Google (GOOG) Slides After Missing Top and Bottom Line Estimates

Shares of search giant Google (GOOG) plunged last week, after the Mountain View, Calif.-based company reported second quarter earnings that came short of consensus estimates. For its second quarter, Google earned an adjusted $9.56 per share, down from the $10.12 it earned in the prior year quarter and also missing the Thomson Reuters consensus estimate of $10.78. Revenue including Motorola Mobility rose from $11.81 billion to $14.11 billion, but also missed the consensus estimate of $14.4 billion.

Revenue at its core business excluding Motorola rose 20% year-on-year to $13.11 billion. Daily Chart
In addition to Google's disappointing to and bottom line miss, investors were disappointed by a 6% year-on-year decline in the average price of online ads, in comparison to a decline of 4% in the prior year quarter. This decline highlights a decline in demand for traditional desktop ads and higher demand for mobile ads - a difficult shift that its industry peers Yahoo (YHOO) and Facebook (FB) have had trouble fully adjusting to. Mobile ads are generally cheaper than desktop ones. Google attempted to address this shift earlier this year by blurring the distinction between PC and mobile ads with "Enhanced Campaigns," in an effort to combine both platforms as one. At the time, analysts believed that this strategy would balance out the difference between the two. Although prices fell, the overall volume of ads surged 23%, up from the previous quarter's 20% gain. However, analysts warn that Enhanced Campaigns won't be the silver bullet that Google investors were looking for in mobile advertising. "We've got to assume that maybe Enhanced Campaigns is not going to provide the pricing boost that a lot of people were expecting," stated JMP Securities analyst Ronald Josey. BGC Partners analyst Colin Gillis noted that many "consumers don't click on mobile ads as often as they do on desktop PCs," which makes offering the two as the same product to be counterproductive and unattractive. Gillis claims that this will cause advertisers "to pay less for clicks" for both PC and mobile ads. Meanwhile, Motorola posted a big non-adjusted loss of $218 million, down from the loss of $49 million it reported in the prior year quarter. That big loss hurt Google's once pristine profit margins, causing operating margin to decline from 33% to 28%, below analyst estimates. To turn around the sinking business, Google is gearing up to introduce the Moto X signature smartphone - which has the distinction of being the first handset designed and manufactured in the United States. With the Moto X, Google is allowing users to customize the color and trim of the phone online, adding an engraving and a personalized wallpaper for a more personal smartphone experience. However, the Moto X is entering an increasingly crowded smartphone market primarily dominated by Samsung and Apple (AAPL), which means that the Moto X could end up becoming more of a liability than an asset. Shares of Google have cooled off considerably after its second quarter earnings announcement, but the stock is still up more than 55% over the past twelve months and near all-time highs. Other News About GOOG Google Earnings Clipped in Mobile Head Winds Google misses on both its top and bottom line growth. Google Results Show That it is Struggling to Make Money on Mobile Devices How can Google address the challenge of mobile growth? Other Stocks in the News Has This Soda Maker Gone Flat? Can Coca-Cola fizz to the brim again? Can a Leaner and Meaner Microsoft Learn From Its Past Mistakes? After its big reorganization, is Microsoft ready to confront its core problems? Copyright 2013 by, Inc. InvestorGuide has no control over the sites we link to, is not affiliated with these sites, and cannot take responsibility for their quality or suitability. The news, analysis, commentary and profile information is not meant to be comprehensive, and the data provided is not guaranteed to be accurate. WebFinance Inc., the publisher of this newsletter, is not a registered investment advisor or a broker/dealer. This is not a stock recommendation newsletter but rather a source for investment ideas, and we encourage you to fully research any company before considering investing. The opinions expressed herein are those of the author and do not necessarily represent the views of nor are they endorsed by WebFinance Inc. No employee of WebFinance has owned or currently owns any shares in the company described above. The above is neither an offer nor solicitation to buy or sell any securities. The trading of securities may not be suitable for all potential readers of this newsletter, and the purchase of stocks mentioned in this newsletter may result in the loss of some or all of any investment made. We recommend that you consult a stockbroker or financial advisor before buying or selling securities or making investment decisions. We are not responsible for claims made by advertisers and sponsors. Anyone who makes decisions based on what they read here does so at their own risk and cannot hold WebFinance Inc. (DBA, Inc.) or its employees responsible.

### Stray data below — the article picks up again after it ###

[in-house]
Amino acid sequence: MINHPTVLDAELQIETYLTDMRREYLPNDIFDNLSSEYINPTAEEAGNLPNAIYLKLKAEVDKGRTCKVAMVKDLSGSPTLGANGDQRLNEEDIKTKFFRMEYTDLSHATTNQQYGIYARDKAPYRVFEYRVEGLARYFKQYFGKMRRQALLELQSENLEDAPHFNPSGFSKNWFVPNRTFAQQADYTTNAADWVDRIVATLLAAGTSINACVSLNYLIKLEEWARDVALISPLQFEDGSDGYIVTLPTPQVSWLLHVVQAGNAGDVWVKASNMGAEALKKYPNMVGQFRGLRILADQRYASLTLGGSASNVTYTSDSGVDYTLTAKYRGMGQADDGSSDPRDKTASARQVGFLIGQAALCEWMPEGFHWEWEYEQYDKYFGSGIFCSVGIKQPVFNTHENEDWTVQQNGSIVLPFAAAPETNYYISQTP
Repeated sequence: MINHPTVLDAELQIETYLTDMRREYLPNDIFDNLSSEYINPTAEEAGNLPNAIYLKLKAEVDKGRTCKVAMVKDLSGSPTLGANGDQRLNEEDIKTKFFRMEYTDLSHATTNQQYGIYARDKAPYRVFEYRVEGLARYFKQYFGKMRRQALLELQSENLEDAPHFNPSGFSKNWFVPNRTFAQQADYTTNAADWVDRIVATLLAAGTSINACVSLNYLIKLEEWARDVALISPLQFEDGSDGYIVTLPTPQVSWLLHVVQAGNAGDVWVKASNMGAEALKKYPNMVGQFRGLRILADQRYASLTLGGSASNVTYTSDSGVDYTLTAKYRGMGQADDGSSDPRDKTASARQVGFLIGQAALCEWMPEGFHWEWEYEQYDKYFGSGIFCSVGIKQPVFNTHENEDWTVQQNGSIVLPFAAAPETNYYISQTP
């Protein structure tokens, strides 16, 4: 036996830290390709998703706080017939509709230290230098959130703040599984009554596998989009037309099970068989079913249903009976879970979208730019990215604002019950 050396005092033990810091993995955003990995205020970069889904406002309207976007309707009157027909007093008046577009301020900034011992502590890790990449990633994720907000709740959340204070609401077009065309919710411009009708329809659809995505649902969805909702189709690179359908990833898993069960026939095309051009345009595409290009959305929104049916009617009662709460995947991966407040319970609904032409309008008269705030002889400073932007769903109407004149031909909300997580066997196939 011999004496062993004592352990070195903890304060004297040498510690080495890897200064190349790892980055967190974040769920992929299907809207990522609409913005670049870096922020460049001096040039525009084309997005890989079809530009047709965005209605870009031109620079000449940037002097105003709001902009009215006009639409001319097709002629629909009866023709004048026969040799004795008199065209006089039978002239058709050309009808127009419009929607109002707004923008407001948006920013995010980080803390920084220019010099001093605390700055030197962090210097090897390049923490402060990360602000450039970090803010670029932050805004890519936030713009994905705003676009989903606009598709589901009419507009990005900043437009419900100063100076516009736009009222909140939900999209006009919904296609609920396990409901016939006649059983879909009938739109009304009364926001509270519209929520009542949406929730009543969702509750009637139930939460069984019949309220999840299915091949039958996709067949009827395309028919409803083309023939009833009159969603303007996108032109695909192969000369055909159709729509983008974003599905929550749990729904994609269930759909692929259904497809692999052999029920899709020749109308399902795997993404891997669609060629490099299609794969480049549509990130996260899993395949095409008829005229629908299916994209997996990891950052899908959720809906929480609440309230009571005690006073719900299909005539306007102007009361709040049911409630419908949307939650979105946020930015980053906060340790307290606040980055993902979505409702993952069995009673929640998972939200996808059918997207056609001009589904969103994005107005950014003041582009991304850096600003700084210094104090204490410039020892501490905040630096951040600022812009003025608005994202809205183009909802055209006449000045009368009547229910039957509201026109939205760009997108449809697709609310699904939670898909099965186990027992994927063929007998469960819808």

Published on Jul 22, 2013
By Leo Sun
Leo Sun
Leo Sun is a freelance finance writer and position trader. He focuses on a combination of value and momentum investing, with a strong interest in the trading philosophies of Warren Buffett and Peter Lynch. Leo also has experience writing articles to help small business owners acquire loans and manage their finances. He regularly contributes to the Stock of the Day analysis.

Copyrighted 2020. Content published with author's permission.

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